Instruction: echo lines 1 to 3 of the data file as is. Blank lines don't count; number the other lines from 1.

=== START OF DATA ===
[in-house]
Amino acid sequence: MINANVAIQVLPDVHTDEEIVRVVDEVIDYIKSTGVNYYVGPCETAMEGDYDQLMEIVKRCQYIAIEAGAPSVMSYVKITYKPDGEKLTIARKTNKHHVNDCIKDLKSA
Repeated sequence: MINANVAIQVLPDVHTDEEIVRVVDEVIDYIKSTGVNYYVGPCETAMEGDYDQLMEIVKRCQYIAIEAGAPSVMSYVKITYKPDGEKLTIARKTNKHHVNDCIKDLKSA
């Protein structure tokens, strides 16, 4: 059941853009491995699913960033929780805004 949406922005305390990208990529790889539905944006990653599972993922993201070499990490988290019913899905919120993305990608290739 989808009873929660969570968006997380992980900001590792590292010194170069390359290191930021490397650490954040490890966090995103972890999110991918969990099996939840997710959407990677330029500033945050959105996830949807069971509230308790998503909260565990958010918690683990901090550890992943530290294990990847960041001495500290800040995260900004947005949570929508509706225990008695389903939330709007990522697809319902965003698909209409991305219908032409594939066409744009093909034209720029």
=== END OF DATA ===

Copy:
[in-house]
Amino acid sequence: MINANVAIQVLPDVHTDEEIVRVVDEVIDYIKSTGVNYYVGPCETAMEGDYDQLMEIVKRCQYIAIEAGAPSVMSYVKITYKPDGEKLTIARKTNKHHVNDCIKDLKSA
Repeated sequence: MINANVAIQVLPDVHTDEEIVRVVDEVIDYIKSTGVNYYVGPCETAMEGDYDQLMEIVKRCQYIAIEAGAPSVMSYVKITYKPDGEKLTIARKTNKHHVNDCIKDLKSA